Women's Health Guide: All you need to know about cervical and uterine fibroids

Uterine fibroids are non-cancerous growths in the uterus. They are also called Leiomyomas or Myomas. Approximately 70% of women will develop fibroids in the uterus by the time they reach 45 years old, these tumours being the most common type found in the pelvic area. They can be symptomatic or asymptomatic. 

Cervical myomas, also known as cervical fibroids, are benign tumours mostly made up of muscle tissue. They are round in shape and located in the lower part of the uterus, which is called the cervix. These types of myomas are not common. They often occur with uterine fibroids. 

Types of Uterine Fibroid:

Uterine fibroids can be classified into four types based on their location within the uterus:

  • Subserosal fibroids, which are located under the outer surface of the uterus
  • Intramural fibroids, which are within the wall of the uterus
  • Submucosal fibroids, which are under the lining of the uterus
  • Pedunculated fibroids, which are attached to the uterus by a stalk.

Symptoms of cervical and uterine fibroid:

Uterine fibroids can cause problems like heavy bleeding during periods, pain in the pelvic area, and difficulty with urination or bowel movements. They can lead to anaemia. 

They can also make it harder to get pregnant or cause problems during pregnancy. These include early labour, abnormal position of the baby or the need for a caesarean delivery. After giving birth, uterine fibroids can also cause heavy bleeding.

Large cervical fibroids can block the urinary tract or drop down into the vagina. This can cause problems such as bleeding, infection, or sores (ulceration). Some women may experience pain during intercourse, an infection can also occur, and it can cause pain, bleeding or discharge.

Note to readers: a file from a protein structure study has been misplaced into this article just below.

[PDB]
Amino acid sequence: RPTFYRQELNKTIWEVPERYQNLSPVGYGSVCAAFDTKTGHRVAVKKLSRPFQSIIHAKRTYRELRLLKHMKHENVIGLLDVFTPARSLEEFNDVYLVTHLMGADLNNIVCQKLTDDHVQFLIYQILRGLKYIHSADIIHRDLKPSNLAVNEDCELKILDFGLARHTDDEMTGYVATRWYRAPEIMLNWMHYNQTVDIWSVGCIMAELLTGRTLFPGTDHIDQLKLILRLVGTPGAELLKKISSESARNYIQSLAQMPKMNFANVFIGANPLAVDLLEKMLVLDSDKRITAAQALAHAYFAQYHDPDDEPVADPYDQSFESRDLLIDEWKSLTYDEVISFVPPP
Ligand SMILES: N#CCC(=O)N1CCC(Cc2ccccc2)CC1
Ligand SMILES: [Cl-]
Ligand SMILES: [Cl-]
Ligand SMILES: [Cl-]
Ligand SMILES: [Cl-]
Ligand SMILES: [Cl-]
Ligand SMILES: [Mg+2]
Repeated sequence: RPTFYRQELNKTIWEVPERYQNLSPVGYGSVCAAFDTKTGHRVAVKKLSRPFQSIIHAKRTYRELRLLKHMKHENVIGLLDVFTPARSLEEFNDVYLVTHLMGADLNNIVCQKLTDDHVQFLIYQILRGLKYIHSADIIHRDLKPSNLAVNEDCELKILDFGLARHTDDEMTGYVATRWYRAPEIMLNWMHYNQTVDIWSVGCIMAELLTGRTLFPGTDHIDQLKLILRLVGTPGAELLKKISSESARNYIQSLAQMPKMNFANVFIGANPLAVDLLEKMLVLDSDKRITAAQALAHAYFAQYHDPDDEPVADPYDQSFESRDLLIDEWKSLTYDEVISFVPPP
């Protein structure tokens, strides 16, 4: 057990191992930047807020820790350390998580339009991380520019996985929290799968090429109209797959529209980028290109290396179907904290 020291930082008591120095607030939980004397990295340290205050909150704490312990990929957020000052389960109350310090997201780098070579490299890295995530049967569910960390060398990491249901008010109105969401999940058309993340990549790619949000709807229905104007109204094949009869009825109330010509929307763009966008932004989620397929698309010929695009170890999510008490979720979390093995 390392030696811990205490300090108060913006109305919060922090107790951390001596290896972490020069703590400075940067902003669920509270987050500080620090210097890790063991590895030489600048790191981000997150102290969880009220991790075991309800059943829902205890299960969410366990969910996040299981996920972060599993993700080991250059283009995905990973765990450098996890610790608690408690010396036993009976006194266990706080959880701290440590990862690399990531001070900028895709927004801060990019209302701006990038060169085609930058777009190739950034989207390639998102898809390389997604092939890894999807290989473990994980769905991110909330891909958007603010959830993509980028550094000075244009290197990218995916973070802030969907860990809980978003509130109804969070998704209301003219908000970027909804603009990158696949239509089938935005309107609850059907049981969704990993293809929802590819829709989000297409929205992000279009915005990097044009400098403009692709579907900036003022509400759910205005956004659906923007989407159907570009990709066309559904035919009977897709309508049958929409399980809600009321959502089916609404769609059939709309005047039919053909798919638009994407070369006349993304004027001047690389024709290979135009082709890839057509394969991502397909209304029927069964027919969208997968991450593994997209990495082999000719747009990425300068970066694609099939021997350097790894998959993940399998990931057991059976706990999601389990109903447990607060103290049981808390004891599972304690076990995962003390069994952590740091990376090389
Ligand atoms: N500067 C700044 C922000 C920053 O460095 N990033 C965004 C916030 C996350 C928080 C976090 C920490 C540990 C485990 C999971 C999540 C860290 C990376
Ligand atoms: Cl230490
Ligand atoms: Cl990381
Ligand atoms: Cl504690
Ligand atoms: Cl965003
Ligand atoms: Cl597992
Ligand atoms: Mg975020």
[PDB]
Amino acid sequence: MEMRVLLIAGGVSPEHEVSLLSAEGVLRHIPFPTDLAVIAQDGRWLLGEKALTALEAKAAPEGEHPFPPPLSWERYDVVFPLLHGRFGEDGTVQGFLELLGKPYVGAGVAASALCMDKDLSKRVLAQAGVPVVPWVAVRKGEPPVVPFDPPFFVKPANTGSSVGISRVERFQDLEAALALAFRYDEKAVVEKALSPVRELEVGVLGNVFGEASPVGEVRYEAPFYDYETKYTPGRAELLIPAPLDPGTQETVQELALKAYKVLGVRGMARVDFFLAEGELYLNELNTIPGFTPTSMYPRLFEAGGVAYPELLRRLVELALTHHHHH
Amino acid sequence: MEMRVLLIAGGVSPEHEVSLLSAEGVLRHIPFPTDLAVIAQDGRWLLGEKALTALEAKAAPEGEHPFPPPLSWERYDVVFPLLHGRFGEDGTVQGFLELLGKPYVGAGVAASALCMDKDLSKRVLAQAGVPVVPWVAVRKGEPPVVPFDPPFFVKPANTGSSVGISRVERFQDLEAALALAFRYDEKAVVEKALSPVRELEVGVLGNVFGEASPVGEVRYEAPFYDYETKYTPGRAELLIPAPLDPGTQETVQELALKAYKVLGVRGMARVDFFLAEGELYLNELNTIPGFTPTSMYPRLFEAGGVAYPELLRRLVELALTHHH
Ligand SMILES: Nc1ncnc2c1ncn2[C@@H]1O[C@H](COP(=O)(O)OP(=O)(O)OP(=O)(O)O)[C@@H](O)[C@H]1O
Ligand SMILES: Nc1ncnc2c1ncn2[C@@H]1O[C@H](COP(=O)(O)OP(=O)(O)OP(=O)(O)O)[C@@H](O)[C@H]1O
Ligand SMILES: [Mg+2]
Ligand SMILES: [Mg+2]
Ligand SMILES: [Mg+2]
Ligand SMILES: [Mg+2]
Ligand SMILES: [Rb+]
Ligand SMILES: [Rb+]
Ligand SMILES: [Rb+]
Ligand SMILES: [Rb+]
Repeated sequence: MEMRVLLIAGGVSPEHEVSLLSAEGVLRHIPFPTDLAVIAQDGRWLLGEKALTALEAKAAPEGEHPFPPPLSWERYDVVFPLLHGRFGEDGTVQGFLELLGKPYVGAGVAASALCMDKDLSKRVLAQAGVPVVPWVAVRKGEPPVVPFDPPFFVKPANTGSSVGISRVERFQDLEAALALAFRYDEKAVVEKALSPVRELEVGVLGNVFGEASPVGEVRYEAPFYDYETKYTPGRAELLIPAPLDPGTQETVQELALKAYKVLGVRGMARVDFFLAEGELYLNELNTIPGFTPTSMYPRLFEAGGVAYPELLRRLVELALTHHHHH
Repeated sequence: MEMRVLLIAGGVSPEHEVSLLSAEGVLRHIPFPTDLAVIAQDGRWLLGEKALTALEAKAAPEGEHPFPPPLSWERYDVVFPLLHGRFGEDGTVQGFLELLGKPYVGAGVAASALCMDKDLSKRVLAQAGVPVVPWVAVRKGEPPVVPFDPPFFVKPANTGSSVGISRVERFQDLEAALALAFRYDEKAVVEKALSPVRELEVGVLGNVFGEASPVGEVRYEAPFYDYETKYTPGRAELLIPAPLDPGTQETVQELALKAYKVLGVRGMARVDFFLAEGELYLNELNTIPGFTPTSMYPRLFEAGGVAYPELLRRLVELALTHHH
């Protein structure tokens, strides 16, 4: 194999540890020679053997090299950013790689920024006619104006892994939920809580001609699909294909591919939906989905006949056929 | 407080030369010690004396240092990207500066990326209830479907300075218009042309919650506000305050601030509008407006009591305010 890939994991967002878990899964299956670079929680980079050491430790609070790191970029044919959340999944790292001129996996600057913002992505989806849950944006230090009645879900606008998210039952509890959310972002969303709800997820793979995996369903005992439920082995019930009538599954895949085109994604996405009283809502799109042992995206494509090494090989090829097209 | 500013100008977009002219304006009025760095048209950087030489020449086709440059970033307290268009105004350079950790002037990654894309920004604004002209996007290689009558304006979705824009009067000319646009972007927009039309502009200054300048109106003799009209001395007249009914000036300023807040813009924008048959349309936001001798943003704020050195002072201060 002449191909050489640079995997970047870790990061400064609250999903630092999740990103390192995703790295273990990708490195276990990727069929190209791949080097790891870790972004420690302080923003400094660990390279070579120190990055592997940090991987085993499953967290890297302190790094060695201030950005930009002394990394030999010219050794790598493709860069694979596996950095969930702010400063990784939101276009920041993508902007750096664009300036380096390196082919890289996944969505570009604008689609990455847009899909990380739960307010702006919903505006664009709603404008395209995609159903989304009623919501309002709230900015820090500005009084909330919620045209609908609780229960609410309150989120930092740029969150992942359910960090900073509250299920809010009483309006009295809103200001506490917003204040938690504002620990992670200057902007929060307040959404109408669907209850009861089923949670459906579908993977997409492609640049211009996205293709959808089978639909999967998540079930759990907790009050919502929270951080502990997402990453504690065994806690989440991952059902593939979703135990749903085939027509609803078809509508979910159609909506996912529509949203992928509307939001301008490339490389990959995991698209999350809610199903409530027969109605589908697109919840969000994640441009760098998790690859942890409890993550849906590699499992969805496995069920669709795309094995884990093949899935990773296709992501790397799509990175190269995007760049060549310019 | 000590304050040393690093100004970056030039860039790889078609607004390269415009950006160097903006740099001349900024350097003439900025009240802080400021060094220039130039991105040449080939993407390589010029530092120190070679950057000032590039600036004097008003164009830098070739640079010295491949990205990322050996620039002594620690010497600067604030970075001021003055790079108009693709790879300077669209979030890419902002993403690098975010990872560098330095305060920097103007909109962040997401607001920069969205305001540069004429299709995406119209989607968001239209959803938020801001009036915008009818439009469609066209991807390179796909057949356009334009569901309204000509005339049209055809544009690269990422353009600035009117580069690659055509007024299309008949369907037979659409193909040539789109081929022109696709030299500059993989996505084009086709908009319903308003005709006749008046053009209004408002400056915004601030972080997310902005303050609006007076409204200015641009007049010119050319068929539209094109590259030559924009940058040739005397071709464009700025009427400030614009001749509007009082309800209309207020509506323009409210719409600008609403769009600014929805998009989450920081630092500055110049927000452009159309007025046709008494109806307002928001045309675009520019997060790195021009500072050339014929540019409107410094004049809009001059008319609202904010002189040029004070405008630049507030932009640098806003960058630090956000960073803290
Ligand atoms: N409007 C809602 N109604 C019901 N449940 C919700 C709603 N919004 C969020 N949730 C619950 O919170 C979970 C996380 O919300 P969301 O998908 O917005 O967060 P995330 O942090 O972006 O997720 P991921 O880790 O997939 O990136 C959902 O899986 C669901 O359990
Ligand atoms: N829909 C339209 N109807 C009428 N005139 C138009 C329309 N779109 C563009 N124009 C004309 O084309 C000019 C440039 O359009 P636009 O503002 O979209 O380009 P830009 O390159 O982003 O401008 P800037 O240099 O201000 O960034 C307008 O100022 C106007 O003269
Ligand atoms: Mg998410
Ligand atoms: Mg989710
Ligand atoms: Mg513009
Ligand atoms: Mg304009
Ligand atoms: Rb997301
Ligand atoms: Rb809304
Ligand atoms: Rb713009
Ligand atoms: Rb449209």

Diagnosis of cervical and uterine fibroid:

Doctors can usually find fibroids through physical exams, imaging or surgery. These include:

  • Ultrasound
  • MRI
  • X-rays
  • CT scan
  • Hysterosalpingogram (HSG) or sonohysterogram 
  • Laparoscopy
  • Hysteroscopy

Treatment of cervical and uterine fibroid:

Treatment depends on how severe the symptoms are and whether or not a woman wants to have children in the future. Women near menopause can wait and see if symptoms improve because fibroids often shrink after menopause. Treatment options include birth control pills, surgery to remove the fibroids, or surgery to remove the uterus. 

If fibroids do not cause any symptoms, they do not need to be treated, and the patient should have regular check-ups every 6-12 months. If fibroids cause symptoms such as heavy bleeding, you can take hormones to stop the bleeding. However, if these options are ineffective, you may need surgery. 

Treatment is similar for both cervical and uterine fibroids. If you suspect that you have cervical or uterine fibroids, consult a medical professional promptly.

1. What causes fibroids?

The exact cause is not known, but it is believed that multiple factors may contribute to their development. These factors may include hormonal imbalances, such as changes in oestrogen and progesterone levels, as well as a genetic component, as fibroids may run in families.

2. Can fibroids turn into cancer?

In very rare cases, less than one in 1000, a fibroid can be cancerous (leiomyosarcoma). Doctors believe that cancerous fibroids occur separately; thus, an already existing fibroid is not likely to become cancerous. Fibroids do not make you more likely to develop a cancerous fibroid or any other type of uterine cancer

3. Are fibroids dangerous?

Fibroids are not considered a serious health threat but can cause unpleasant symptoms such as heavy periods, pain during sex, and fertility problems.

4. How big are fibroids?

Fibroids can occur as a single growth or in groups within the uterus. They can range from very small, like a grain of rice, to quite large, like papaya. In rare cases, they can even grow to be quite large.

5. What if I have fibroids and get pregnant?

Having fibroids does not mean you will have problems during pregnancy. Most women with fibroids have normal pregnancies. However, there is an increased risk in women with fibroids for c-section, baby in the breech, labour that may fail to progress, placental abruption (placenta breaks away from the uterus before delivery), and preterm delivery. It is important to talk to your obstetrician if you have fibroids and become pregnant

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